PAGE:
Palevsky looks to have proper credentials so why would they not believe him? I don’t know how to reach people that were let down by educational system such that they can’t properly evaluate the strengths of these articles. I think people who do understand, like Racaneillo, need to keep speaking out and challenging these guys.

    One question I have is what is Palevsky’s motivation for misleading all these people? Does he profit from it in some way? Maybe exposing those motivations might help people decide to take his words with a bigger grain of salt.

  6. And the problem isn’t confined to North America… I live in coastal eastern Australia in the middle of a community where many eschew vaccination, with the result that children die of preventable viruses, particularly whooping cough. I’m a stepmother and a sister to children who had severe reactions after vaccination with the result that we chose to immunise our daughter with separate vaccines rather than combined vaccines so that she could be carefully monitored – perhaps that means we don’t understand the science, but we still believe strongly in the benefit of vaccination. The people locally who talk about the lack of need for vaccination because of low death rates among the population at large don’t seem to realise that they are benefitting from herd immunity: we vaccinate our kids so that (mainly) their children don’t suffer…

  7. I have heard Pavlevsky speak as well – on a panel discussion along with Barbara Loe Fisher, Bob Sears and Dawn Richardson (head of a huge Texas anti-vaccine group associated with NVIC). It was maddening to say the least. I sat down with Sears for over an hour afterward for an interview for the big piece I was working on about vaccines, and it was incredibly frustrating to see how he [talked] about “being in middle,” which is even more insidious than [what] Pavlevsky [says]. Like Seth said, the true believers are not convincible, but like you said, not everyone in that room is a true believer either. I don’t know what the solution is except to continue conveying the facts AND emotional stories (nod to David R above) and engaging with the fence-sitting (the HONESTLY fence-sitting) parents in open conversations. I have actually had success with this, and it helps me feel a bit better when I know I can’t convince the true believers but I can get through to others who were just a little uncertain. I’m part of an online group that engages in these talks, so contact me if interested.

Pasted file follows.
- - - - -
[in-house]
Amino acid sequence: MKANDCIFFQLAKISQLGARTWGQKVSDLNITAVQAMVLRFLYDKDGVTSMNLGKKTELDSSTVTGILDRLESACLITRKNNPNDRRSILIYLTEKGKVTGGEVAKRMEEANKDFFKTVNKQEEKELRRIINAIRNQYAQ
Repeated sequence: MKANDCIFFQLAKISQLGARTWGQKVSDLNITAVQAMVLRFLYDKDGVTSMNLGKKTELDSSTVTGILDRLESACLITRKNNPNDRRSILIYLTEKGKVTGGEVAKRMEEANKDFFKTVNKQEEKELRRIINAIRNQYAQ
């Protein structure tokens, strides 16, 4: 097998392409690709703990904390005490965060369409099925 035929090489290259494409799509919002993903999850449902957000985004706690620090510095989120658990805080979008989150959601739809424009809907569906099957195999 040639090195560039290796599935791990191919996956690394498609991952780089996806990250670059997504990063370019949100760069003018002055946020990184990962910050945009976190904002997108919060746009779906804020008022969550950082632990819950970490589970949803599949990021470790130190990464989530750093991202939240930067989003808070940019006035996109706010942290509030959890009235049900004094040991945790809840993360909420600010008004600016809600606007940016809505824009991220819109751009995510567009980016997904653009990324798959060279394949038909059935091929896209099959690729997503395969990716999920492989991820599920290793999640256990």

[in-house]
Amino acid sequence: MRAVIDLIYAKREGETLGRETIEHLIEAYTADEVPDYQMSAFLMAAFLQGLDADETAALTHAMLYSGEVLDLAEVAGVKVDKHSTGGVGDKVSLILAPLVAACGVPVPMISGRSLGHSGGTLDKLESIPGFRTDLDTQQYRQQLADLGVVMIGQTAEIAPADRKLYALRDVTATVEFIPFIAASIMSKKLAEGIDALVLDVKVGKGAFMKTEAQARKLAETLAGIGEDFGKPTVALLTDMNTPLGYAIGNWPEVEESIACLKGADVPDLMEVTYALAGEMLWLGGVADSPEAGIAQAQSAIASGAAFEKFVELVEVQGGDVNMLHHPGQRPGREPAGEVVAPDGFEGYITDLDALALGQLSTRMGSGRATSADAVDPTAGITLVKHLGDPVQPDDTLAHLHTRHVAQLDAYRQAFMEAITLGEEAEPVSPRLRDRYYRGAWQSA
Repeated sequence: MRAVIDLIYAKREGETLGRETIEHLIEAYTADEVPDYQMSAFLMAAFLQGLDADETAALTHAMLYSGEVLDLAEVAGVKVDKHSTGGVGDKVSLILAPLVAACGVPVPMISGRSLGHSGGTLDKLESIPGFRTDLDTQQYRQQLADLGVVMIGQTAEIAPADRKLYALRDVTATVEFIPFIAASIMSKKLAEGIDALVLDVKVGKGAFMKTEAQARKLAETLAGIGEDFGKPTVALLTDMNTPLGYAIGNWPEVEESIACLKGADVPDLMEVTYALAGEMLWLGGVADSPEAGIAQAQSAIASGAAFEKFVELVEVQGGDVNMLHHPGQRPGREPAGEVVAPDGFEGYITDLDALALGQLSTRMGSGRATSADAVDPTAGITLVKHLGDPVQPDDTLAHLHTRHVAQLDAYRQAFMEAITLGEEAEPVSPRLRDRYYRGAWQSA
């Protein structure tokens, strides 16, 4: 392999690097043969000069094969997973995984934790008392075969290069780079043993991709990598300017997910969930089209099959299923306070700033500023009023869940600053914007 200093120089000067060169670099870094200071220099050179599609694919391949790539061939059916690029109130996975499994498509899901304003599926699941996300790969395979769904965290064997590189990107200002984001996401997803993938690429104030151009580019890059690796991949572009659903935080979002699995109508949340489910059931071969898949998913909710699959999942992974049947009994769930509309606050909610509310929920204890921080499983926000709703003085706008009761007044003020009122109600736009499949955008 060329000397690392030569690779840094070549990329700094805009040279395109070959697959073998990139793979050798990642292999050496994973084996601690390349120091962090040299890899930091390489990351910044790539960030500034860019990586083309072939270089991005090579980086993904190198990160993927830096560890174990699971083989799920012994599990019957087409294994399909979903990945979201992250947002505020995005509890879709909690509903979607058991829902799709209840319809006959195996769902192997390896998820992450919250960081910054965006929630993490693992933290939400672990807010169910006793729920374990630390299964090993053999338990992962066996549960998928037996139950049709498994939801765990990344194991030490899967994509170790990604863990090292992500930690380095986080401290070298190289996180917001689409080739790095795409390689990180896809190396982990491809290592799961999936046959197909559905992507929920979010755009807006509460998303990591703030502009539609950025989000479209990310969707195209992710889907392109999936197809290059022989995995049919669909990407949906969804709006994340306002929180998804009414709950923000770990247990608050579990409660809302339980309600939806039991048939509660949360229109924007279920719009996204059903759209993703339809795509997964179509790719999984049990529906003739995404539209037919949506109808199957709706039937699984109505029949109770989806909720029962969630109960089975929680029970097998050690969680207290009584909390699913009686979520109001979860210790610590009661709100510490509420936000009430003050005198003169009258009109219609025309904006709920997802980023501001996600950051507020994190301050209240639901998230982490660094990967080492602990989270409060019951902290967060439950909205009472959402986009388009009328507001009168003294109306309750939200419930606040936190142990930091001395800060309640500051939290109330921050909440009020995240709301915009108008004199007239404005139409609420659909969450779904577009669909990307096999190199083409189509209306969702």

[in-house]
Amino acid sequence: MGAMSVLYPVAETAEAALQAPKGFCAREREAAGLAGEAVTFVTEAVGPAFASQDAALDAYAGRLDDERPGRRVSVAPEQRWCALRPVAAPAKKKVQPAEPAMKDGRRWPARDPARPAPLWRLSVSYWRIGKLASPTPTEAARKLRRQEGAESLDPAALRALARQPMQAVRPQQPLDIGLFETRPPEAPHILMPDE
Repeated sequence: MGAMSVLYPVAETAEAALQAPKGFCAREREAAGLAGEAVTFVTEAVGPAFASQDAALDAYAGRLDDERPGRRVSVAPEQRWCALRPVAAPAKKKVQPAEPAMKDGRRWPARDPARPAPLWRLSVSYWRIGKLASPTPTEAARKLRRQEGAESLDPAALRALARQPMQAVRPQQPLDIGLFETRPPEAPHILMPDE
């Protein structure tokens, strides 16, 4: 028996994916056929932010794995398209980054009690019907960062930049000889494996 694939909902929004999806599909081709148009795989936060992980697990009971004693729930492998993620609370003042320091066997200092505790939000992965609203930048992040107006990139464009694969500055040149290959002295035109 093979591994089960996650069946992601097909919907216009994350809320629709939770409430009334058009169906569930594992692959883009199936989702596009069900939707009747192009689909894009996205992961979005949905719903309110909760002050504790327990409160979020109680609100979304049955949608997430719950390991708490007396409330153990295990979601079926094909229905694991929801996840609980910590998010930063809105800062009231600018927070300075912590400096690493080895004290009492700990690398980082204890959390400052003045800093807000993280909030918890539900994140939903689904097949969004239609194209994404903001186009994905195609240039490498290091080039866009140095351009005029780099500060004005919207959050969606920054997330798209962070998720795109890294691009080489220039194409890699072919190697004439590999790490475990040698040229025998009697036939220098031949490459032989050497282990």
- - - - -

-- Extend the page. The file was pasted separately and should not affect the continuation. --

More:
{edited by Ann [in brackets] for liability but not for substance}

  8. I share the view that it’s very hard to convince the tiny inner core (and they are only few) of the anti-vaccine “movement” to change their minds. As a practical matter, it’d just take too much time and you’d be very unlikely to succeed. You can try show up their nonsense to parents, etc., however. I try to take this approach on my blog. Parents can come around and do. As mass example might be this story – (queues of people trying to get “extra” MMR shots in Wales). My own instincts about reaching parents is, oddly enough, that you need to in addition to facts give them case examples. Basically you’re “falling” to giving them what they want – anecdotes. Terrible, but pair it up with the real stuff so it’s seated in a context of proper background, etc. At least that’s my current thinking.

  9. I came to add a note on the story on MMR from Wales but see Grant Jacobs beat me to it.

    My view on this and similar divisions is simple. There are two kinds of people in the world: those whose DNA is programmed to self-destruct through avoidance of sensible precautions, and the rest of us.

    It applies to vaccination, wearing cycle helmets and playing with explosives. It’s always a choice but the thinking behind the decision can be deeply ingrained. When parents’ decisions affect their children is when it looks most like ingraining at the DNA level.